5 Jun 2017

Martin Farley's proposals for a UK Basic Income based on Negative Income Tax

I've just been having a very interesting exchange concerning my recent proposals for implementing a UK Basic Income via a Negative Income Tax with Martin Farley, who has proposed a whole set of reforms that togeher he calls the "Transformation Deal". His proposals integrate several key ideas including Unconditional Basic Income (UBI),  a Land Value Tax, a Flat Tax on ALL income,  and Commons Licences that would require businesses to pay to use common resources.

I got  in contact with Martin because I had seen his post from September 2016 on "How a Negative Income Tax could more effectively deliver a Basic Income" and found it very interesting - as well as being very similar to my own suggestions! Martin proposed the following numbers for Basic Income, which would vary with age according to the following arrangement
  • £8,400 per year to every person over 65 years of age
  • £6,000 per year to every person between 21 and 64 years of age
  • £3,600 per year to every person between 18 and 20 years of age
  • £2,400 per year to every person between the ages of 0 and 17 (for 16 and 17 year olds, the payment will be made directly to the recipient. For those 0-15, payment will be made to the named guardian/primary carer)
These seem like pretty reasonable numbers that take into account the fact that people over 65 are less able to go out and work to earn additional income than those between 21 and 64. I presume that Martin's proposal would replace the UK's state pension (currently £122.30 a week, or £6359.60 per annum). Giving more to the elderly seems justified, in the same way as it would be normal to pay more to those of working age who have physical or mental handicaps that reduce their ability to obtain additional income. Martin and I agree that while the Basic Income would allow many of the current means tested benefits to be scrapped, it is necessary to keep at least some of the existing benefits in place.

Specifically, Martin suggests that those benefits would add £50 billion to the cost of the system, broken down as follows:
  • Disability benefits -£18bn
  • Housing benefit for OAPs - £5bn
  • Second Earnings-Relation Pensions Scheme - £10bn 
  • Attendance Allowance - £6bn
  • Various other random allowances - around £10bn
He also points out that my figures, which uses the percentiles among tax payers fails to take into account the existence of a substantial number of people who would also be eligible for the Basic Income, but didn't figure in my original calculations. Specifically:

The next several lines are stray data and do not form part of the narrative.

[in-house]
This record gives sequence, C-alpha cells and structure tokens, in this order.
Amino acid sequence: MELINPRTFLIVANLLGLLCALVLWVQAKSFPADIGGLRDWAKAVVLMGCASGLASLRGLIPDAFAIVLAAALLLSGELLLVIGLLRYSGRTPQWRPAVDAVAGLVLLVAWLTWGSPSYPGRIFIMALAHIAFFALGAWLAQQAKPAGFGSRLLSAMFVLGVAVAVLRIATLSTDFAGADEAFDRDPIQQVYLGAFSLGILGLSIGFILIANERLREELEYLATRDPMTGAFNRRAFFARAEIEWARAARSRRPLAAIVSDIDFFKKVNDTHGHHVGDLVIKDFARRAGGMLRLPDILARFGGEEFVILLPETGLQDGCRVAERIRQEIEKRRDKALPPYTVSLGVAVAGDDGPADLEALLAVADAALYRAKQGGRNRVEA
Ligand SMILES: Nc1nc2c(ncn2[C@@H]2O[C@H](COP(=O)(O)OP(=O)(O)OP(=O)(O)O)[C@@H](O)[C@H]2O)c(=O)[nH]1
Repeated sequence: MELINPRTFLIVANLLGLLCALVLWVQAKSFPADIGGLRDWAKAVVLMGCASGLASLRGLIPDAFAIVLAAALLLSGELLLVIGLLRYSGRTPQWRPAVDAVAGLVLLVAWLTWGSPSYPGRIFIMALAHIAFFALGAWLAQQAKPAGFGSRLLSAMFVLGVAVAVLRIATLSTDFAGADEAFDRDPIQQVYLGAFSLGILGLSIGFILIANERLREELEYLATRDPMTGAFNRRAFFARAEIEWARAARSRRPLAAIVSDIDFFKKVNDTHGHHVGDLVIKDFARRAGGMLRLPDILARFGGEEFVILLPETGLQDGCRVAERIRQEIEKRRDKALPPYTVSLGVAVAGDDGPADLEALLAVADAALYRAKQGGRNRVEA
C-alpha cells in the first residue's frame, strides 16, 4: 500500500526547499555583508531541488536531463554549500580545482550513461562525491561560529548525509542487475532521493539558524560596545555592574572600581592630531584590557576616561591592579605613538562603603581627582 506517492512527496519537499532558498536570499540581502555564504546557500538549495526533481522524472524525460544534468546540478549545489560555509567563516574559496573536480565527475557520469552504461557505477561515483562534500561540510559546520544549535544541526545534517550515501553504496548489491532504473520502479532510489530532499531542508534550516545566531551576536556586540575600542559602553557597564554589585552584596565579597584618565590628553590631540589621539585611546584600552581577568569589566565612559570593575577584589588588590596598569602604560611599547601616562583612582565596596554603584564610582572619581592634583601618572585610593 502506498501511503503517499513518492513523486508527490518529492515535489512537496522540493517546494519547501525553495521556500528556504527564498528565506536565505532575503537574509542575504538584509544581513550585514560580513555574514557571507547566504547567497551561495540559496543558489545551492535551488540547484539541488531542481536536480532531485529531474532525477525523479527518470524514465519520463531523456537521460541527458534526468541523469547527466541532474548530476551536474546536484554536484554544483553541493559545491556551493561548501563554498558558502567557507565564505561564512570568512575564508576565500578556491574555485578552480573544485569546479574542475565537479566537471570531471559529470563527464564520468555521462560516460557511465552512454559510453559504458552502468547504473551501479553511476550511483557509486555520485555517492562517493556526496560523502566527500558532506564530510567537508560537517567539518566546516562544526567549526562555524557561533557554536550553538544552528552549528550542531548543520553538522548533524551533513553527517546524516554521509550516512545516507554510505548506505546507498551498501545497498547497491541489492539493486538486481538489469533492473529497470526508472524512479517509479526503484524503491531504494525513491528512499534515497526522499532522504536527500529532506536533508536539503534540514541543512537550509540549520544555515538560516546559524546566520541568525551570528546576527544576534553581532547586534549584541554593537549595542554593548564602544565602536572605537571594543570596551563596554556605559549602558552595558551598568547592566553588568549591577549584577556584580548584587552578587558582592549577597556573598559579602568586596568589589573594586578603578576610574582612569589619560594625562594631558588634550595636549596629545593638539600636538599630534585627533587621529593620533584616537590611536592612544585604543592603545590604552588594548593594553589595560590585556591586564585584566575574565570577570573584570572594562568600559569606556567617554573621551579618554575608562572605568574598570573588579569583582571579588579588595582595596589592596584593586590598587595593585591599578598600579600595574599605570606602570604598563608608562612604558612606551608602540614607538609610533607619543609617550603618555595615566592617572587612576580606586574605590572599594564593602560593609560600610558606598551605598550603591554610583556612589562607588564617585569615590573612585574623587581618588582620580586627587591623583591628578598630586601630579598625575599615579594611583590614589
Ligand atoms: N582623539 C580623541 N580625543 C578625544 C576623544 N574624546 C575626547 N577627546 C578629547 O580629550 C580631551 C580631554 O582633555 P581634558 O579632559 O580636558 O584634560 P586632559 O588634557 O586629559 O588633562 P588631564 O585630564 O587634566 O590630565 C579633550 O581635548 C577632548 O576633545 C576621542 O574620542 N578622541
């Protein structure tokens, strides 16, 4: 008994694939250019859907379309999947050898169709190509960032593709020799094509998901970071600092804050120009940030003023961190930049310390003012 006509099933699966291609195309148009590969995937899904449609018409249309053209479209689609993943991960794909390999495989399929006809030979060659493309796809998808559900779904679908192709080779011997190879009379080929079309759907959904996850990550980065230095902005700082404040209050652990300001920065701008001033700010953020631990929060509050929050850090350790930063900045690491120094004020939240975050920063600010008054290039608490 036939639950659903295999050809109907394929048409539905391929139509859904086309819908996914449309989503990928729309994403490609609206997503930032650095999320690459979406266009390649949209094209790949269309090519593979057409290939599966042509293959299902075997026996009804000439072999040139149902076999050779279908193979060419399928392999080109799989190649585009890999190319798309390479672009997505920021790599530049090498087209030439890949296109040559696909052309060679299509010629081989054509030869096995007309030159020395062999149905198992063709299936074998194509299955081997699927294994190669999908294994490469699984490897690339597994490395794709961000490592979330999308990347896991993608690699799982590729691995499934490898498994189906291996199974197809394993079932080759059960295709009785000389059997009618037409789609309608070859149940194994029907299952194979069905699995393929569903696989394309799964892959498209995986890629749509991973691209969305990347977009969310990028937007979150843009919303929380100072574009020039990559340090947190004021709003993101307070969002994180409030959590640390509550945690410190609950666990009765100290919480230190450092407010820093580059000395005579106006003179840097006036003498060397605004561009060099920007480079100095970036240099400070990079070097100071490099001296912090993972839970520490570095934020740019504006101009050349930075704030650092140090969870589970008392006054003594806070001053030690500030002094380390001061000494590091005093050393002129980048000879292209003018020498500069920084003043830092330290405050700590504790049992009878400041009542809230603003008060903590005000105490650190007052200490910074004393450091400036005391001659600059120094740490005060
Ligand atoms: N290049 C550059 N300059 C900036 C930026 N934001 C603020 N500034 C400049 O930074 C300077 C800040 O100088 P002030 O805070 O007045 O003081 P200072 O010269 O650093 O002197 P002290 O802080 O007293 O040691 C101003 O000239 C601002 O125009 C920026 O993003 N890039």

• 4m people who work, but earn less than £10k
  • 2m people in full time study/training
  • 1.2m pensioners who have no income other than the state pension
  • about 6m other people who have no income (stay-at-home parents, unemployed, the sick etc)
It's a fair point. Clearly, I will need to make adjustments to the precise values for the values for the Basic Income and the flat tax rate to make the system balance. But I feel that whatever the final numbers, the overall scheme which sees the Income Tax system as a way to provide a Basic Income and redistribute revenue from the highest earners to the rest of the population will work.

Indeed, on his website Martin gives a specfic implementation in which he proposes a Basic Income of £7200 a year, coupled with a flat tax of 35% that allows the Goverment to raise £63.5 billion a year. In that simulation, he takes into account the numbers of people who are currently non-earners. The result is actually very close to what I am proposing, with the difference that the point at which people stop being net receivers from the tax system is shifted left to the 44th Percentile point. It is this that allows the proposal to generate revenue for the government, whereas my proposal which has the neutrality split at around 66% is deliberately designed to be a self-contained redistribution system. My own view is that Income tax should not be used for raising revenue for the government - raising revenue would be easier to do with a Financial Transaction Tax, that would also be a flat rate tax, paid by all - citizens, businesses and banks alike.

One reason I think this may be a good ploy, especially in the USA where there are a lot of people who object to giving any of their hard-earned money to the government. With a scheme where their tax money only goes to other citizens, it is a lot less easy to object.

I note that Martin has also done some calculations that show how the same scheme could be used to provide a Basic Income of $9000 a year in the USA with a flat income tax rate of 27%.  It's very close to my proposal, posted yesterday, where I suggested a Basic Income of $10 000 a year, entirely financed by a flat rate income tax of 18.5% - the only real difference being that my proposal does not try to raise revenue for the government.

As you can hopefully see , it looks like Martin Farley's proposals and my own are really remarkably closely aligned. Great minds think alike?

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